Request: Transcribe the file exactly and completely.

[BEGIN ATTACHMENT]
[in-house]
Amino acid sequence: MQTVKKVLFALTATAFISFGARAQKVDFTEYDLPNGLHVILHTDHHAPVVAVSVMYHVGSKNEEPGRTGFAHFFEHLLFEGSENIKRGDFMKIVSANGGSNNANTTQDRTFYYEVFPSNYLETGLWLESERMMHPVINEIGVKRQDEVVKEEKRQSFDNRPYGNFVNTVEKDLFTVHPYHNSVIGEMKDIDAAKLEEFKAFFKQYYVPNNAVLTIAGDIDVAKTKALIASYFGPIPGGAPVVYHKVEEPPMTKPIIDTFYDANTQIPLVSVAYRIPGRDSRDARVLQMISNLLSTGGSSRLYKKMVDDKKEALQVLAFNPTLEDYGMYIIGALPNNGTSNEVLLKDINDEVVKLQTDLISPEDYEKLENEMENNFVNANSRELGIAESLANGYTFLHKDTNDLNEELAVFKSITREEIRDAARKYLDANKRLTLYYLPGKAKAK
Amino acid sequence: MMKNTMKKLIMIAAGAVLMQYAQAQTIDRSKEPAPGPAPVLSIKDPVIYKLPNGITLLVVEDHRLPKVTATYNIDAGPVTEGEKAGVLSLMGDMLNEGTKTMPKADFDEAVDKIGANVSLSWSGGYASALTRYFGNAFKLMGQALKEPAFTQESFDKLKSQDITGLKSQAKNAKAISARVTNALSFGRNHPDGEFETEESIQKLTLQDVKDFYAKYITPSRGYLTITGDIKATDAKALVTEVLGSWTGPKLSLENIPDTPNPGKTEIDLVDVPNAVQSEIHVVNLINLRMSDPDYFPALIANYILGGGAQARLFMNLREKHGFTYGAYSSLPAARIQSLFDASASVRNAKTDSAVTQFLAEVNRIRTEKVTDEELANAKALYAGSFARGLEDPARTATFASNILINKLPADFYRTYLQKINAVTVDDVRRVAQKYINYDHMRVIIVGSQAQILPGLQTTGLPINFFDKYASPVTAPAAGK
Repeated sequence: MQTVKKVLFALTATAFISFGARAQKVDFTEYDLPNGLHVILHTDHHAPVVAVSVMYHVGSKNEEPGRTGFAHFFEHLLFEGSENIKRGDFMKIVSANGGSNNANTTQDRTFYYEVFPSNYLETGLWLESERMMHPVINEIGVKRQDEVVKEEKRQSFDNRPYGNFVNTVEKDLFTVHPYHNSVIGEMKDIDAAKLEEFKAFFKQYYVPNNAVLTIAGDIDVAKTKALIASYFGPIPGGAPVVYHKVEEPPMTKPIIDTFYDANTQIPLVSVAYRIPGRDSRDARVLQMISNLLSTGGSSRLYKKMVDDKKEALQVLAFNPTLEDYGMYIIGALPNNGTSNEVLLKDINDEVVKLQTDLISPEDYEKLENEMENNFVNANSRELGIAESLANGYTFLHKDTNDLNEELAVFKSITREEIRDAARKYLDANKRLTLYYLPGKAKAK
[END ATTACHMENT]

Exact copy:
[in-house]
Amino acid sequence: MQTVKKVLFALTATAFISFGARAQKVDFTEYDLPNGLHVILHTDHHAPVVAVSVMYHVGSKNEEPGRTGFAHFFEHLLFEGSENIKRGDFMKIVSANGGSNNANTTQDRTFYYEVFPSNYLETGLWLESERMMHPVINEIGVKRQDEVVKEEKRQSFDNRPYGNFVNTVEKDLFTVHPYHNSVIGEMKDIDAAKLEEFKAFFKQYYVPNNAVLTIAGDIDVAKTKALIASYFGPIPGGAPVVYHKVEEPPMTKPIIDTFYDANTQIPLVSVAYRIPGRDSRDARVLQMISNLLSTGGSSRLYKKMVDDKKEALQVLAFNPTLEDYGMYIIGALPNNGTSNEVLLKDINDEVVKLQTDLISPEDYEKLENEMENNFVNANSRELGIAESLANGYTFLHKDTNDLNEELAVFKSITREEIRDAARKYLDANKRLTLYYLPGKAKAK
Amino acid sequence: MMKNTMKKLIMIAAGAVLMQYAQAQTIDRSKEPAPGPAPVLSIKDPVIYKLPNGITLLVVEDHRLPKVTATYNIDAGPVTEGEKAGVLSLMGDMLNEGTKTMPKADFDEAVDKIGANVSLSWSGGYASALTRYFGNAFKLMGQALKEPAFTQESFDKLKSQDITGLKSQAKNAKAISARVTNALSFGRNHPDGEFETEESIQKLTLQDVKDFYAKYITPSRGYLTITGDIKATDAKALVTEVLGSWTGPKLSLENIPDTPNPGKTEIDLVDVPNAVQSEIHVVNLINLRMSDPDYFPALIANYILGGGAQARLFMNLREKHGFTYGAYSSLPAARIQSLFDASASVRNAKTDSAVTQFLAEVNRIRTEKVTDEELANAKALYAGSFARGLEDPARTATFASNILINKLPADFYRTYLQKINAVTVDDVRRVAQKYINYDHMRVIIVGSQAQILPGLQTTGLPINFFDKYASPVTAPAAGK
Repeated sequence: MQTVKKVLFALTATAFISFGARAQKVDFTEYDLPNGLHVILHTDHHAPVVAVSVMYHVGSKNEEPGRTGFAHFFEHLLFEGSENIKRGDFMKIVSANGGSNNANTTQDRTFYYEVFPSNYLETGLWLESERMMHPVINEIGVKRQDEVVKEEKRQSFDNRPYGNFVNTVEKDLFTVHPYHNSVIGEMKDIDAAKLEEFKAFFKQYYVPNNAVLTIAGDIDVAKTKALIASYFGPIPGGAPVVYHKVEEPPMTKPIIDTFYDANTQIPLVSVAYRIPGRDSRDARVLQMISNLLSTGGSSRLYKKMVDDKKEALQVLAFNPTLEDYGMYIIGALPNNGTSNEVLLKDINDEVVKLQTDLISPEDYEKLENEMENNFVNANSRELGIAESLANGYTFLHKDTNDLNEELAVFKSITREEIRDAARKYLDANKRLTLYYLPGKAKAK